The housing market is slowing. It’s time for homeowners to sit tight

November 8, 2022
Posted in News
November 8, 2022 veps

Sorry if this is breaking news, but if you own your home, it probably isn’t worth as much as you think. House prices are falling as the Federal Reserve hits the brakes hard, jacking up interest rates to rein in painfully high inflation.

For most homeowners this isn’t a big financial deal — as long as they don’t plan to sell the house anytime soon. But it won’t feel good, particularly combined with the sharp decline in stock prices.

This is a dramatic turn. As recently as last summer housing was on a tear. Nationwide, house prices had soared more than 40% from when the pandemic first hit. Here in the Philadelphia region, prices didn’t rise as much; still, they increased by a substantial amount — close to 25%. There are only a few times in history that house prices have risen so far so fast.

However, the housing market has turned. Prices are dropping. And though the declines to date are still modest — only a few percentage points in most places, including Philadelphia — they are sure to intensify.

Surging mortgage rates are undermining housing demand and house prices. Powered by the Fed’s aggressive interest rate hikes, the average rate on a 30-year fixed rate loan is close to 7%, up from about 3% a year ago, to its highest in 20 years.

Those higher mortgage rates conflated with heretofore high house prices, crushing affordability. The typical household purchasing the typical home with a typical down payment now must shell out almost $2,100 a month on principal and interest payments. A year ago, that same family buying the same home could get a mortgage with payments of $1,100 a month. Most renters hoping to become homeowners don’t have a prayer. They simply don’t have the take-home pay to make those payments.

It also doesn’t make economic sense for most existing homeowners to move to another home. Many homeowners took advantage of rock bottom rates when they were available and refinanced for mortgages with rates about 3.5%. A family would see their rate double if they sold their current house and got a new mortgage.

Adding to the slide in housing demand are housing investors, who have stopped buying. Big institutional investors that were scarfing up tracts of homes to rent them out know they will get a better deal if they sit tight. And flippers who purchase homes with the intent of quickly selling for a fast buck fled the market.

House prices are coming back to earth surprisingly quickly. Typically, it takes awhile for home sellers to cut asking prices, because psychologically they don’t want to give up on the highest Zillow price they’ve seen for their homes. They’d usually rather pull a home off the market and wait for conditions to turn around. Not this time. Some homeowners are caving. They understand that potential buyers can’t afford the listing price, and unlike when rates rose in times past, they know those rates are unlikely to come down anytime soon.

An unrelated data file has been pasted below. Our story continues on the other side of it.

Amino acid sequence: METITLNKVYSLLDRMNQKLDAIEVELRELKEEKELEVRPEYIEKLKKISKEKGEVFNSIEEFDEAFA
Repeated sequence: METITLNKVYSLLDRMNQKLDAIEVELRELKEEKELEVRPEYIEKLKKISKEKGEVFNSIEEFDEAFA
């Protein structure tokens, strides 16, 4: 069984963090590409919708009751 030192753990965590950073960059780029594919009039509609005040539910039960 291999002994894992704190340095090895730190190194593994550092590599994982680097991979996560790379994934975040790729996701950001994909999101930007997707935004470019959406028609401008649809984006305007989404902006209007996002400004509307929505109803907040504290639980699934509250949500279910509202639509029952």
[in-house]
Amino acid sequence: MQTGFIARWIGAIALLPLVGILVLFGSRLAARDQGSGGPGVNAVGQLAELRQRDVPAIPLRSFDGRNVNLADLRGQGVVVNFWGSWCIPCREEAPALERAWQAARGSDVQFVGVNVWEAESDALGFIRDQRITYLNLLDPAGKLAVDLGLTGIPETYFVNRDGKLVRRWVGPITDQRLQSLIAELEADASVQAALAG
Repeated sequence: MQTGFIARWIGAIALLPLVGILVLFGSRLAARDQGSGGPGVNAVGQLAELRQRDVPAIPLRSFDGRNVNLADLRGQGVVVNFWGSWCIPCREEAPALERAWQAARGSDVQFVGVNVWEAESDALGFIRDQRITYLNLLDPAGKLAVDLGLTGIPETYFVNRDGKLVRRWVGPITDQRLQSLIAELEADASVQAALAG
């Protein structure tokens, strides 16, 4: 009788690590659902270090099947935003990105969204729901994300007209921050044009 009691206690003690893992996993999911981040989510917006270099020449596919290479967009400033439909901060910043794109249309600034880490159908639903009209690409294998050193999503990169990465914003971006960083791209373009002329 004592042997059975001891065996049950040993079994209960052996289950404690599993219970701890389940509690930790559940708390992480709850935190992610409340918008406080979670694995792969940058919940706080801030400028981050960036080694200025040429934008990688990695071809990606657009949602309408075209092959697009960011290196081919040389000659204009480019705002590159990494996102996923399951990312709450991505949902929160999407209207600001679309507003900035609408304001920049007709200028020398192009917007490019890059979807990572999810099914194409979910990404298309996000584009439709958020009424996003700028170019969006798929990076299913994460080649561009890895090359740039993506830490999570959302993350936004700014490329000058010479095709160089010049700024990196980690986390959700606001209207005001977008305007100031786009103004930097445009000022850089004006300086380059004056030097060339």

So, buckle in. If mortgage rates remain about where they are through this time next year and the economy skirts recession, then national house prices appear likely to fall about 10% peak-to-trough. Most of the declines will happen sooner rather than later, but prices won’t start to rise again in earnest before mid-decade. And if there is even a modest recession, house prices will fall closer to 20%.

This is consequential, but even if prices fall 20%, they’d only retrace half the pandemic-era price gains. And over the first half of this decade, they still will have risen about 4% a year. Not bad, considering that would be consistent with the growth in household incomes.

Worries that house prices will crash as they did in the financial crisis of 2007 to 2009 are overdone. That would happen if there were lots of foreclosures and distressed sales at substantially discounted prices. But most home buyers since that crisis passed have high credit scores, and they’ve taken on plain-vanilla, 30-year fixed rate loans — not the two-year exploding subprime adjustable-rate mortgages that were ubiquitous in the lead-up to the crash.

We can also take solace in that Philly-area house prices should hold up better than in most other places. That’s because housing is much more affordable here than in other geographic areas, even with the recent run-up in prices. Affordability here is a big problem, but it’s even worse in many other parts of the country.

Having said all this, the coming house price declines won’t be pleasant, particularly when combined with the decline in stock prices. We are a lot less wealthy than we were a year ago, although we probably were never as wealthy as we thought.

source: inquirer